Assuming arguendo that there was some room for interpretation in the statute, its legislative history removes any doubt that Congress did not intend for EPA to have preemptive veto authority. As stated in Senator Muskie's transmittal of the Conference Committee report:
The decision [to give EPA veto authority] is not duplicative or cumbersome because the permit application transmitted to the Administrator for review will set forth both the site to be used and the content of the matter of the spoil to be disposed. The Conferees expect the Administrator to be expeditious in his determination as to whether a site is acceptable or if specific spoil material can be disposed of at such site.
This language unambiguously demonstrates that Congress created a system wherein the Army Corps receives, evaluates, and issues CWA permits, and EPA has authority to lodge a powerful objection to the permit under evaluation. Moreover, Congress explained that it was not their wish to, "create a burdensome bureaucracy" and therefore it was not deliberately creating two separate tracks to evaluate a site.
Despite this clear language, EPA has done precisely what Congress was trying to avoid by inventing a separate regulatory track complete with new and ever evolving hurdles designed to derail a project before it receives due process under the law. However, this ad hoc process has no support in the statute. EPA's procedures regarding the implementation of Section 404(c) state that "consideration should be given to the relevant portions of the Section 404(b)(1) guidelines." The analysis required under the Section 404(b)(1) guidelines is very detailed. In contrast, a watershed ecological risk assessment authorized under Section 104(a) is not intended to provide the site-specific details required by the guidelines and therefore would not support a Section 404(c) veto. The analysis contained in the Bristol Bay Watershed Assessment is based on a hypothetical mine scenario, rather than an actual one, and is therefore unworkable. It contains only speculative data and ignores restoration and mitigation requirements. Therefore, it could not support a decision under Section 404(c).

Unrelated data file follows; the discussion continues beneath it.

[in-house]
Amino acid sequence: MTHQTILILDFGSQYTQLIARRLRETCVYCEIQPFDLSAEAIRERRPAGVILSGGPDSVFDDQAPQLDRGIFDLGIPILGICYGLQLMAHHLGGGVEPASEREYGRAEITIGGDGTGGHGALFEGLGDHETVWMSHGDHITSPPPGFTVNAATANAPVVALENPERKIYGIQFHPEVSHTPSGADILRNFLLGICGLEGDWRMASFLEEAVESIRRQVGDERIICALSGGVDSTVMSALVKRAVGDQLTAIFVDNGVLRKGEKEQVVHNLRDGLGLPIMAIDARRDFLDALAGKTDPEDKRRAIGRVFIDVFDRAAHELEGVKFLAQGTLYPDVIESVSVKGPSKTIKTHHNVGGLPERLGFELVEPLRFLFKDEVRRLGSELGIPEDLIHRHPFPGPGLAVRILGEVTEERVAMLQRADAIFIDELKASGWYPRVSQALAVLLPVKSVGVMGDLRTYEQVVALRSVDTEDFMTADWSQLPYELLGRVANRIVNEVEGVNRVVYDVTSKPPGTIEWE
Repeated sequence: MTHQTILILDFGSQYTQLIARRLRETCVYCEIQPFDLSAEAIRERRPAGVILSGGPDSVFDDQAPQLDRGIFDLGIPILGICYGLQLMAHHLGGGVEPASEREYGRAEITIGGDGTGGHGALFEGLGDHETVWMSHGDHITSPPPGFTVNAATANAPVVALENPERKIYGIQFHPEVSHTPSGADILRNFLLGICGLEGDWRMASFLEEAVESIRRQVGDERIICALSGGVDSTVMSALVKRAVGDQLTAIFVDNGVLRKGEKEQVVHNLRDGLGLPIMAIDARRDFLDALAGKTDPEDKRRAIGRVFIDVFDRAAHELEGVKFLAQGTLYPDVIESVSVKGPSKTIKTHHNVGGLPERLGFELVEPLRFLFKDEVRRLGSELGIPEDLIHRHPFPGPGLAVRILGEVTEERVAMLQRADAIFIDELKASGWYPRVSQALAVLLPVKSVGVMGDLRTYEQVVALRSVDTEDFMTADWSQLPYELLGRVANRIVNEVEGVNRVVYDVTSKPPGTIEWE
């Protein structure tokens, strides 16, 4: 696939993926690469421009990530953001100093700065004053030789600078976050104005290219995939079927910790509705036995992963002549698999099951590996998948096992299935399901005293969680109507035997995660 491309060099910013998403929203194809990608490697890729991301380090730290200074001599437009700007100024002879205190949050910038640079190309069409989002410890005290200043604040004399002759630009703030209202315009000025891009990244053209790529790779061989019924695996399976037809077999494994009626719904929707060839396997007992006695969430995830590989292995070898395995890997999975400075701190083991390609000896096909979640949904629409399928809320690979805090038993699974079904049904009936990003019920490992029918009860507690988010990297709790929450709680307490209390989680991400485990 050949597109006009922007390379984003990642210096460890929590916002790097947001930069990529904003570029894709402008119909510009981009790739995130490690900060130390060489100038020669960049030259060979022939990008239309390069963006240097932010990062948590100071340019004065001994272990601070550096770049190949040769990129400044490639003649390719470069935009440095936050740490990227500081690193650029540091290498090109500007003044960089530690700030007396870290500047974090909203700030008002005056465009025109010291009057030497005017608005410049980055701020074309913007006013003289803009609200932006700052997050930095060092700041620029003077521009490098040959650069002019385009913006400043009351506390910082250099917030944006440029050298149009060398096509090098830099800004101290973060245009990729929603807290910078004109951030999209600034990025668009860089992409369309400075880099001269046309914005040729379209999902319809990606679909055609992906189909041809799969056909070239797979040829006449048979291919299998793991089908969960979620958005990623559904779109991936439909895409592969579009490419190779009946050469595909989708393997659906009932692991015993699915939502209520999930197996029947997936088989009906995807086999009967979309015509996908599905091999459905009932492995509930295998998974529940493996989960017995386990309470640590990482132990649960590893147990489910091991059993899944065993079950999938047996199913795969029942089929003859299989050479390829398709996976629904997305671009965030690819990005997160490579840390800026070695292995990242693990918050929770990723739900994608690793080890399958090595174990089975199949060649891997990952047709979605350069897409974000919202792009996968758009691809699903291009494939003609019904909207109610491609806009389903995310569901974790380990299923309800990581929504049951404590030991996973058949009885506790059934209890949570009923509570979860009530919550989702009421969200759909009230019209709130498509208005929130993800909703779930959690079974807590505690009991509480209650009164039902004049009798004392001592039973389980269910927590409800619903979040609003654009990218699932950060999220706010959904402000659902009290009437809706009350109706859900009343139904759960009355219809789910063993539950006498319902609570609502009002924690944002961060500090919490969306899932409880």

If EPA continues on this unwieldy path, the agency is jeopardizing billions of dollars of investment and thousands of high paying jobs, all without due process. In the past, EPA has rebuffed the suggestion that their actions have "killed jobs," but in the case of Pebble Mine, it is undeniable that EPA is attempting to preemptively eliminate over 2,000 jobs projected for mine construction and an additional 1,000 ongoing skilled mining jobs, averaging $95,000 per year. Moreover, EPA's unauthorized actions would eliminate approximately 10,000 jobs outside of Alaska. Under EPA's current view, these jobs, along with a reliable source of copper ore, an important mineral vital to the economy, could be eliminated at the sole discretion of the Administrator, before the applicant has the opportunity to design and submit a plan through regular process. This is not what Congress intended. Accordingly, EPA should reverse course and acknowledge that the agency is indeed bound to the letter of the law, which requires the Corps to lead in the permitting process, while taking into full account the environmental concerns articulated by EPA.
Additionally, we request that you respond to the following questions no later than March 12, 2013: